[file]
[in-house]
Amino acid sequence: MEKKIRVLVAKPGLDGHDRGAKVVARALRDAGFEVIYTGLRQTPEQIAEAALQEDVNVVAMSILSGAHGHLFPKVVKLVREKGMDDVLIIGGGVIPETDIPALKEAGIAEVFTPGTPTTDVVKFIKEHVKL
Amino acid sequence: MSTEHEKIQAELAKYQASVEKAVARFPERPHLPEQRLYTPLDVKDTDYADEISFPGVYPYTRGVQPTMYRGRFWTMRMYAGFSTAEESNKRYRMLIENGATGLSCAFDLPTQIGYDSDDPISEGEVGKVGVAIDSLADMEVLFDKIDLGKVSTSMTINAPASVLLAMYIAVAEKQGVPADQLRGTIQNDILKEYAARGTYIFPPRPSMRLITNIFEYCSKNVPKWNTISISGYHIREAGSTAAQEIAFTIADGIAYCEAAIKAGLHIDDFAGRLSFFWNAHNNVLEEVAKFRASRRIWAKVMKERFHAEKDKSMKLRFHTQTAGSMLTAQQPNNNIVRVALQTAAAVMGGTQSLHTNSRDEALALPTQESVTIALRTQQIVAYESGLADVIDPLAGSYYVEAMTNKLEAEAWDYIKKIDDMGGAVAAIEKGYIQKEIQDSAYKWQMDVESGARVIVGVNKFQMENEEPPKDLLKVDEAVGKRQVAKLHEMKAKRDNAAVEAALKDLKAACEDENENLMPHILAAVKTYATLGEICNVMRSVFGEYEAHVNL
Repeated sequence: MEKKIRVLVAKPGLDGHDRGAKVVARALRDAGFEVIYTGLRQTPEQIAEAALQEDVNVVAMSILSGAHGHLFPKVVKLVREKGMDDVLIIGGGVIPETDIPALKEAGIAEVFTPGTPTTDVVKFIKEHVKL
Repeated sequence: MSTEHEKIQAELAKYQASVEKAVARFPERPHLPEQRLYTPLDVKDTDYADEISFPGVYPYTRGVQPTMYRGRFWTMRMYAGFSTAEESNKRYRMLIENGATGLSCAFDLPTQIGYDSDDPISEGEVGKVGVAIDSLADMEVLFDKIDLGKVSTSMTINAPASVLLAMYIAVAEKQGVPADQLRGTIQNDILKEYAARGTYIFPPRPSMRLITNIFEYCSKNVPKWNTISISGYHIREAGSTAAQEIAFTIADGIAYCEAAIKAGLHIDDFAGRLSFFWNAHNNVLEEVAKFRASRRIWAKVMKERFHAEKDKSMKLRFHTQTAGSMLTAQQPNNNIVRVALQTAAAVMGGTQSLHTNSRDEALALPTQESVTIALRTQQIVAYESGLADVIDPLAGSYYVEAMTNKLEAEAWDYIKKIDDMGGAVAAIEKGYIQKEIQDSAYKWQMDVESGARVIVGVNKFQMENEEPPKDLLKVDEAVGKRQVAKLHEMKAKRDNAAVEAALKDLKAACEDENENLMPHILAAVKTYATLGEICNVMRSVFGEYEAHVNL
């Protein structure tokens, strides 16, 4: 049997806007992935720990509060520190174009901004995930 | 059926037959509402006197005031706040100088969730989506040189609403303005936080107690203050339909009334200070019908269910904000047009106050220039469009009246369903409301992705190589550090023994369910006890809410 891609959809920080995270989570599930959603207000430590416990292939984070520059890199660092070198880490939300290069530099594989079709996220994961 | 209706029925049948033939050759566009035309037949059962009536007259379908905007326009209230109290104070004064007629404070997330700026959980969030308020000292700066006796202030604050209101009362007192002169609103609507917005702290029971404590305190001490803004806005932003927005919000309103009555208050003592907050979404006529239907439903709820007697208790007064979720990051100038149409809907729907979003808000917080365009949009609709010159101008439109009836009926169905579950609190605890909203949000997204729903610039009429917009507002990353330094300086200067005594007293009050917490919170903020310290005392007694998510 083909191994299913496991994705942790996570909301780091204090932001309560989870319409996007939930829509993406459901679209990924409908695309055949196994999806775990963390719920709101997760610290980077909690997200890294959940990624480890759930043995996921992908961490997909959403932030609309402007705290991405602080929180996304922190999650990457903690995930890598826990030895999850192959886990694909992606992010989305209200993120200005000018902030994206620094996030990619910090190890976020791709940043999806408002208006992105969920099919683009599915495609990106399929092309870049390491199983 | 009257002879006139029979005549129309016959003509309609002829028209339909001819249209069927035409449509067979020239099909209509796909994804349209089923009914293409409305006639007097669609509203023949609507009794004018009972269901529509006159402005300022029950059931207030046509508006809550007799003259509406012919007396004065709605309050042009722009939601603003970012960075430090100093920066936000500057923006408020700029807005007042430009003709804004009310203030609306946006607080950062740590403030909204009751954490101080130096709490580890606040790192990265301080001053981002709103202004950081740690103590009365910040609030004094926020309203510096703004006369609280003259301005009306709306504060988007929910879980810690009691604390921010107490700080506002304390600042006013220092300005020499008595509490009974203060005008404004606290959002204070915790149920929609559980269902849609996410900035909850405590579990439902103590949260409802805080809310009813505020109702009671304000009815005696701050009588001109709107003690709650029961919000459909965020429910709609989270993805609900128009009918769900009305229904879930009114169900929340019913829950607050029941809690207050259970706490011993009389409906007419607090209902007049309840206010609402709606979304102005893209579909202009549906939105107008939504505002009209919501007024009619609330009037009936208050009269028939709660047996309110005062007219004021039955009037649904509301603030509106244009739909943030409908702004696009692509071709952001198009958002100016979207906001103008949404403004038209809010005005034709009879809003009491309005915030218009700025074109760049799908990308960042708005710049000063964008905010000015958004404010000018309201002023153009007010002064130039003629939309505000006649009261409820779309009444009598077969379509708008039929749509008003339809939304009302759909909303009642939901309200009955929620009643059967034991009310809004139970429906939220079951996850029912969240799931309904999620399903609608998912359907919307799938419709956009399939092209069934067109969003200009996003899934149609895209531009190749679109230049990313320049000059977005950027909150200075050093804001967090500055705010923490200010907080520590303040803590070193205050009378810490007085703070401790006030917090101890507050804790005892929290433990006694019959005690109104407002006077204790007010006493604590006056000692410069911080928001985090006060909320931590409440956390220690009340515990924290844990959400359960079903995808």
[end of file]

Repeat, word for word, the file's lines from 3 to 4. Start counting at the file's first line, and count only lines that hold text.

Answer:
Amino acid sequence: MSTEHEKIQAELAKYQASVEKAVARFPERPHLPEQRLYTPLDVKDTDYADEISFPGVYPYTRGVQPTMYRGRFWTMRMYAGFSTAEESNKRYRMLIENGATGLSCAFDLPTQIGYDSDDPISEGEVGKVGVAIDSLADMEVLFDKIDLGKVSTSMTINAPASVLLAMYIAVAEKQGVPADQLRGTIQNDILKEYAARGTYIFPPRPSMRLITNIFEYCSKNVPKWNTISISGYHIREAGSTAAQEIAFTIADGIAYCEAAIKAGLHIDDFAGRLSFFWNAHNNVLEEVAKFRASRRIWAKVMKERFHAEKDKSMKLRFHTQTAGSMLTAQQPNNNIVRVALQTAAAVMGGTQSLHTNSRDEALALPTQESVTIALRTQQIVAYESGLADVIDPLAGSYYVEAMTNKLEAEAWDYIKKIDDMGGAVAAIEKGYIQKEIQDSAYKWQMDVESGARVIVGVNKFQMENEEPPKDLLKVDEAVGKRQVAKLHEMKAKRDNAAVEAALKDLKAACEDENENLMPHILAAVKTYATLGEICNVMRSVFGEYEAHVNL
Repeated sequence: MEKKIRVLVAKPGLDGHDRGAKVVARALRDAGFEVIYTGLRQTPEQIAEAALQEDVNVVAMSILSGAHGHLFPKVVKLVREKGMDDVLIIGGGVIPETDIPALKEAGIAEVFTPGTPTTDVVKFIKEHVKL